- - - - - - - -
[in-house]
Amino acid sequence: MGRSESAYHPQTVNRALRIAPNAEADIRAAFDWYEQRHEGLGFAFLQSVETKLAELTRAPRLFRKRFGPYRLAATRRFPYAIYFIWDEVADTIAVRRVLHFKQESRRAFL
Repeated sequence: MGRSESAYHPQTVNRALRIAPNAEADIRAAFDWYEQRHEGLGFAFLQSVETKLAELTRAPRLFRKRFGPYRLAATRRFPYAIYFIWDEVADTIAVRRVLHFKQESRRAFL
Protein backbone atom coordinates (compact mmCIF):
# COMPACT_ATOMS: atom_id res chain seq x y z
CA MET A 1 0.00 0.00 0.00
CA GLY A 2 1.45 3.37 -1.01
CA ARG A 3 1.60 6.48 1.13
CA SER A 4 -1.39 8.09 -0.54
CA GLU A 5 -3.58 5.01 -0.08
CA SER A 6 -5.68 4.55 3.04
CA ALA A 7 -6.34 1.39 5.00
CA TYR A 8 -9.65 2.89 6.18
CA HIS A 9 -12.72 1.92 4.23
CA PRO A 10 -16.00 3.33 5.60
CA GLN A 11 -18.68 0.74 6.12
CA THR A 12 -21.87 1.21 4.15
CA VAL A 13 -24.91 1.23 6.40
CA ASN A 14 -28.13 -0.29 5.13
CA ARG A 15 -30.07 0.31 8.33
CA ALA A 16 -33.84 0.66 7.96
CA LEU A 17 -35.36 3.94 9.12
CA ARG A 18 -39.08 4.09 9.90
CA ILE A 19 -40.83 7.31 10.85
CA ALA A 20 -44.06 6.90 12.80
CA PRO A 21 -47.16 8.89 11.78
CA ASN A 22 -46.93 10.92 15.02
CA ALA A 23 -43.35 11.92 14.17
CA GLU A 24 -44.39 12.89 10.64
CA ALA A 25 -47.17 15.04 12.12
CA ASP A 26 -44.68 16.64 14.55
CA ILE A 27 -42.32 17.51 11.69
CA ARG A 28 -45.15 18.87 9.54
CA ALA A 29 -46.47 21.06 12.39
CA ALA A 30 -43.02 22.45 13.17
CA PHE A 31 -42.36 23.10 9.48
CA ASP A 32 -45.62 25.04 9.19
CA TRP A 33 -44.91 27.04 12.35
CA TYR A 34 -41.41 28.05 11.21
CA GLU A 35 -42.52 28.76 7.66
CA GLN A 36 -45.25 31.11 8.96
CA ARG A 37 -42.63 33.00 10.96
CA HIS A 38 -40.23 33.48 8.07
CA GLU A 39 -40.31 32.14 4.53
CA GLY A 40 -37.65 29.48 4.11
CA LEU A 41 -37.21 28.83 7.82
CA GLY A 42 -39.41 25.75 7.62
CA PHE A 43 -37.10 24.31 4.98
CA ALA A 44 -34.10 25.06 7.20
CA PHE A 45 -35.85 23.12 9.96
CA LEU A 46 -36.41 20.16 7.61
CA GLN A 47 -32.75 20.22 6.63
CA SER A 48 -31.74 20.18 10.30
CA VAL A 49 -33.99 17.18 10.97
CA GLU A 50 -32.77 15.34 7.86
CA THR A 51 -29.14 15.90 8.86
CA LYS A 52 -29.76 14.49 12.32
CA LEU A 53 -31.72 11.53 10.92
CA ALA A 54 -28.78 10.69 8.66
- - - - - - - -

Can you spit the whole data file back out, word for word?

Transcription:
[in-house]
Amino acid sequence: MGRSESAYHPQTVNRALRIAPNAEADIRAAFDWYEQRHEGLGFAFLQSVETKLAELTRAPRLFRKRFGPYRLAATRRFPYAIYFIWDEVADTIAVRRVLHFKQESRRAFL
Repeated sequence: MGRSESAYHPQTVNRALRIAPNAEADIRAAFDWYEQRHEGLGFAFLQSVETKLAELTRAPRLFRKRFGPYRLAATRRFPYAIYFIWDEVADTIAVRRVLHFKQESRRAFL
Protein backbone atom coordinates (compact mmCIF):
# COMPACT_ATOMS: atom_id res chain seq x y z
CA MET A 1 0.00 0.00 0.00
CA GLY A 2 1.45 3.37 -1.01
CA ARG A 3 1.60 6.48 1.13
CA SER A 4 -1.39 8.09 -0.54
CA GLU A 5 -3.58 5.01 -0.08
CA SER A 6 -5.68 4.55 3.04
CA ALA A 7 -6.34 1.39 5.00
CA TYR A 8 -9.65 2.89 6.18
CA HIS A 9 -12.72 1.92 4.23
CA PRO A 10 -16.00 3.33 5.60
CA GLN A 11 -18.68 0.74 6.12
CA THR A 12 -21.87 1.21 4.15
CA VAL A 13 -24.91 1.23 6.40
CA ASN A 14 -28.13 -0.29 5.13
CA ARG A 15 -30.07 0.31 8.33
CA ALA A 16 -33.84 0.66 7.96
CA LEU A 17 -35.36 3.94 9.12
CA ARG A 18 -39.08 4.09 9.90
CA ILE A 19 -40.83 7.31 10.85
CA ALA A 20 -44.06 6.90 12.80
CA PRO A 21 -47.16 8.89 11.78
CA ASN A 22 -46.93 10.92 15.02
CA ALA A 23 -43.35 11.92 14.17
CA GLU A 24 -44.39 12.89 10.64
CA ALA A 25 -47.17 15.04 12.12
CA ASP A 26 -44.68 16.64 14.55
CA ILE A 27 -42.32 17.51 11.69
CA ARG A 28 -45.15 18.87 9.54
CA ALA A 29 -46.47 21.06 12.39
CA ALA A 30 -43.02 22.45 13.17
CA PHE A 31 -42.36 23.10 9.48
CA ASP A 32 -45.62 25.04 9.19
CA TRP A 33 -44.91 27.04 12.35
CA TYR A 34 -41.41 28.05 11.21
CA GLU A 35 -42.52 28.76 7.66
CA GLN A 36 -45.25 31.11 8.96
CA ARG A 37 -42.63 33.00 10.96
CA HIS A 38 -40.23 33.48 8.07
CA GLU A 39 -40.31 32.14 4.53
CA GLY A 40 -37.65 29.48 4.11
CA LEU A 41 -37.21 28.83 7.82
CA GLY A 42 -39.41 25.75 7.62
CA PHE A 43 -37.10 24.31 4.98
CA ALA A 44 -34.10 25.06 7.20
CA PHE A 45 -35.85 23.12 9.96
CA LEU A 46 -36.41 20.16 7.61
CA GLN A 47 -32.75 20.22 6.63
CA SER A 48 -31.74 20.18 10.30
CA VAL A 49 -33.99 17.18 10.97
CA GLU A 50 -32.77 15.34 7.86
CA THR A 51 -29.14 15.90 8.86
CA LYS A 52 -29.76 14.49 12.32
CA LEU A 53 -31.72 11.53 10.92
CA ALA A 54 -28.78 10.69 8.66